Zenato Amarone Valpolicella Classico, 2006


From the cellar: Spectacularly good.  Ludicrously alcoholic.


If you are a disciple of the Revered One, aka Mr Parker, then you’ll know how it goes with his points, the higher the points the more alike the wines seem to be.  In fact, so many decades into drinking his selections, it’s as though he has a nose for only one type of red.  And this, you might say, typifies his passion.


Fruity fruit fruit, juicy plummy soft and jammy ripe, cedar shavings with a hint of clove and the aroma of your spice cabinet, so smooth it could be fondant, luxurious on the tongue, but with a faint and fading finish, a minor let down.  It drinks so beautifully it was sinful to do anything but sip.  Very, very slowly.


What’s brilliant about this wine is that all too often we end up drinking young, inconsequential Valpolicella, with pizza or pasta, but the artistry in this bottle puts the plonk to shame.  Ten years on and I could have left it lying down for another ten.  A real treat.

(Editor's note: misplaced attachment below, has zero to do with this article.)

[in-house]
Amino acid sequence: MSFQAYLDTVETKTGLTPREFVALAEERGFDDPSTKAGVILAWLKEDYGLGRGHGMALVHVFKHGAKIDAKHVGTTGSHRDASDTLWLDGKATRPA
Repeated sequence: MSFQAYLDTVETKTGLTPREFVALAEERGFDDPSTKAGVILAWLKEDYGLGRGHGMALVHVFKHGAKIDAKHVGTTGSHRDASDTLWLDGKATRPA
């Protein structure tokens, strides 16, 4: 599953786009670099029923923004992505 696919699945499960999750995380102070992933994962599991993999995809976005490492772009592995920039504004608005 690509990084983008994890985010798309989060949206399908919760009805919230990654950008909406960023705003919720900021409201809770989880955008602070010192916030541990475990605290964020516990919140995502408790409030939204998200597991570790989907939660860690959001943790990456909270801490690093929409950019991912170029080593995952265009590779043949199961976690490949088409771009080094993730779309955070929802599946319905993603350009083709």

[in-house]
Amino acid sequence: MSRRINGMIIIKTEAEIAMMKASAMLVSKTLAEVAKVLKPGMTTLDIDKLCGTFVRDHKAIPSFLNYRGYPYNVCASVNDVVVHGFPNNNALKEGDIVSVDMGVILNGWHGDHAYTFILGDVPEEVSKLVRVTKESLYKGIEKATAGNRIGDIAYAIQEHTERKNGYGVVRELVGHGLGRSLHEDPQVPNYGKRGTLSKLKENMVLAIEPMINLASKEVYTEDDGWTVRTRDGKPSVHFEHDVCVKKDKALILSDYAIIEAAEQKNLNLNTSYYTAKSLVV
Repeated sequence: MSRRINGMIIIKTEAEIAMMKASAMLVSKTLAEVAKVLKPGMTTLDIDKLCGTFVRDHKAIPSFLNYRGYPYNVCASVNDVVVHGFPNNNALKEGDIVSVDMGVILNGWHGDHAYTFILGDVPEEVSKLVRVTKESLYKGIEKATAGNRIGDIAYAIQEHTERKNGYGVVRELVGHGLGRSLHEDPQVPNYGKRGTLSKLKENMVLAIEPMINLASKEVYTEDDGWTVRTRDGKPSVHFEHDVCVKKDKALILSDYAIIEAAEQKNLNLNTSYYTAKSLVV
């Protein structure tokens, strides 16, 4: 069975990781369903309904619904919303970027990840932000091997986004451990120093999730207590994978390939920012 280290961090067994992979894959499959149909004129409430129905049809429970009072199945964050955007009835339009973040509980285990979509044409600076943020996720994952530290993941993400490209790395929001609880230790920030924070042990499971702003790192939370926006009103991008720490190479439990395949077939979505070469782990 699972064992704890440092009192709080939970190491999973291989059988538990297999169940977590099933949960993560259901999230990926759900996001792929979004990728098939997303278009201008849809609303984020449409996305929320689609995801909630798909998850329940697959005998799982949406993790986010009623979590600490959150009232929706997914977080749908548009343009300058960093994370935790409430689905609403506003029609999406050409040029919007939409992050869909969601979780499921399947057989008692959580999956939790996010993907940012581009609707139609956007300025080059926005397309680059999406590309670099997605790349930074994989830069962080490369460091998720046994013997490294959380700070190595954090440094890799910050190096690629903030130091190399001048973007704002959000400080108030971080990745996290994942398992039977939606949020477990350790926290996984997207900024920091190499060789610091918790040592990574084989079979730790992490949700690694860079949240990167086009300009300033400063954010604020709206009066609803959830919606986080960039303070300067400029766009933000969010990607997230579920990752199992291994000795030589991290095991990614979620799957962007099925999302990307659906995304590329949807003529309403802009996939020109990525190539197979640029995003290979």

Having said all that, there is a catch.  There’s always a catch.  What’s the catch?  It’s a tad alcoholic.  Oh, of course.  With 95 points from the Wine Advocate, it will be at least 14 per cent.  At least.  Is it more?  Yes.  Guess.  14.5 per cent?  More.  15 per cent?  More.  15.5 per cent?  More.  Not 16 per cent?  No. Not 16 per cent.  It is, wait for it, 16.5 per cent.  16.5 friggin’ per cent!


Price: When it was purchased or exactly where I don’t know but I did save a blurb noting it was discounted from $60 to $50, and this would have been back when taxes were included.  I might have even picked it up in Toronto as the LCBO carried it; for a wine of this calibre great value, especially for those inclined to get very drunk very quickly.


Market Liquidity: So, basically, fortified wine…


September 16, 2016

Avancé Pinot Noir, 2013


Tasmania rocks.  Not your soft-spoken Okanagan Pinot.  No masquerade trying to fake Burgundy.  A luxurious, athletic, full-bodied Pinot, boasting licorice, cherry, menthol, with a finish that is smooth to sleek, if a tad alcoholic three years in.  Pure pleasure.  Hic.


Price: $23.60 USD in Seattle and impossible to source in BC.  (Go to BC Liquor and search “Tasmania” and get ready to view, wait for it, all five wines.  Sad.)


Market Liquidity: No faux.

September 15, 2016

Sea Star Salish Sea, 2015